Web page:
Yes, truth is truth, no matter who speaks it. Yet, knowing something to be true does not always require a proclamation. Even when spoken, something true can be stated in an incorrect (or even merely inefficient) fashion, and it appears the delivery often causes more issues than the validity of the statement.

Hey, it's true...figs are certainly not portrayed all that positively.  Maybe a boycott is in order?

Now I throw it out for you: what are the criteria for necessary statement of truth? Equal and consistent treatment? Likely danger? Possibility of acceptance/correction? Mere statement of personal principle (and if so, how often)? Obviously, everyone believes their own position to be superior (or why have it?), but is silence always approval? If so, I can't imagine a peaceful quiet anywhere.


  1. I'm torn. I silence always approval? In the case of others being hateful and/or judgmental towards homosexuality, if I don't speak up I feel that I have contributed to a social standard that allows such ideas to breed freely. And I suppose the people who protest loudly about being anti-gay or, in this case, anti-unfaithful, feel the same way.

    1. I think we're likely on the same page here (as usual). For my part, I can know that a person (or small group of people) share a position I disagree with, and yet I feel no need to jump in until I hear something untrue. For example, someone could be going on about how they hate the Affordable Care Act (typically called "Obamacare" by the critic), and I can respect their opinion, until they say something about a microchip, or death panels, or slippery slopes to communism. I can tell you it's worked to a degree, as well; I doubt my friends and acquaintances have changed their minds, but just speaking up once (as opposed to every instance) has reduced the comments they make that they know will meet resistance.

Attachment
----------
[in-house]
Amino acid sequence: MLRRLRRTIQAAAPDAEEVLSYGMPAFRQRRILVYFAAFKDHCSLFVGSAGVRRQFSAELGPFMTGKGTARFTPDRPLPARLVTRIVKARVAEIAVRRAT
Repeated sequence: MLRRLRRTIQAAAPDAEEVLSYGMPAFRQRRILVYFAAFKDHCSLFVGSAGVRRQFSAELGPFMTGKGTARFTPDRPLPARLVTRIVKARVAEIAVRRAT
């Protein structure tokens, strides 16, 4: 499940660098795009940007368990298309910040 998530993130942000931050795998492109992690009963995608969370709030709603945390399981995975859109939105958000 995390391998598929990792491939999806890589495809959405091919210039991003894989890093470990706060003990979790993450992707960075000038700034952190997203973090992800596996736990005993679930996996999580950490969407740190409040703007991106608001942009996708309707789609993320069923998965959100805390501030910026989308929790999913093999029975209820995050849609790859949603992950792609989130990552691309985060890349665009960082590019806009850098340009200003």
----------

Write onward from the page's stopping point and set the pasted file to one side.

As a side (but related) note, I find it odd when someone assumes, based only on my lighter skin or obvious male characteristics, that I would then enjoy a joke or nasty comment about blacks, or arabs, or women. Yes, I find it necessary to speak up in such instances, but I know I am changing a behavior in my presence, not a mindset.

  2. In the case with Westboro Baptist Church, I don't believe their way of protesting is necessary. No matter what is true or not in their case because the ends do not justify the means. However, I believe the way I participate in the Occupy movement to be the right way to protest.

  3. We all enjoy freedom of speech, but the question is one of goal. You can be right about something and fumble the delivery to the point that it turns people away from it better to justify one's opinion as superior, or to convince another to give your opinion some thought? I agree that your respectful interaction with the police (specifically stressing solidarity with them as fellow laborers) has been refreshing to witness - not all protesters (Occupy, Tea, or otherwise) are as humble.